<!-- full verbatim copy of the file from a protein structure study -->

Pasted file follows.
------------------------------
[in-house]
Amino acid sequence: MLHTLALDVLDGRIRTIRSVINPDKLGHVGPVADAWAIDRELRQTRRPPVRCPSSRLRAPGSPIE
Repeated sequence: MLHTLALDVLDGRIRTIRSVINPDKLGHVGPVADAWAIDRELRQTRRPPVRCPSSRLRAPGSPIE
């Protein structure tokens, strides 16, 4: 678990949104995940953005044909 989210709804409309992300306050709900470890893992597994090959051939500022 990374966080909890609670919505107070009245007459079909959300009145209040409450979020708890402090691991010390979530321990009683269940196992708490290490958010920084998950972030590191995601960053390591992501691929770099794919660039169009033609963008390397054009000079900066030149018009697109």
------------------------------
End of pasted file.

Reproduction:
[in-house]
Amino acid sequence: MLHTLALDVLDGRIRTIRSVINPDKLGHVGPVADAWAIDRELRQTRRPPVRCPSSRLRAPGSPIE
Repeated sequence: MLHTLALDVLDGRIRTIRSVINPDKLGHVGPVADAWAIDRELRQTRRPPVRCPSSRLRAPGSPIE
């Protein structure tokens, strides 16, 4: 678990949104995940953005044909 989210709804409309992300306050709900470890893992597994090959051939500022 990374966080909890609670919505107070009245007459079909959300009145209040409450979020708890402090691991010390979530321990009683269940196992708490290490958010920084998950972030590191995601960053390591992501691929770099794919660039169009033609963008390397054009000079900066030149018009697109």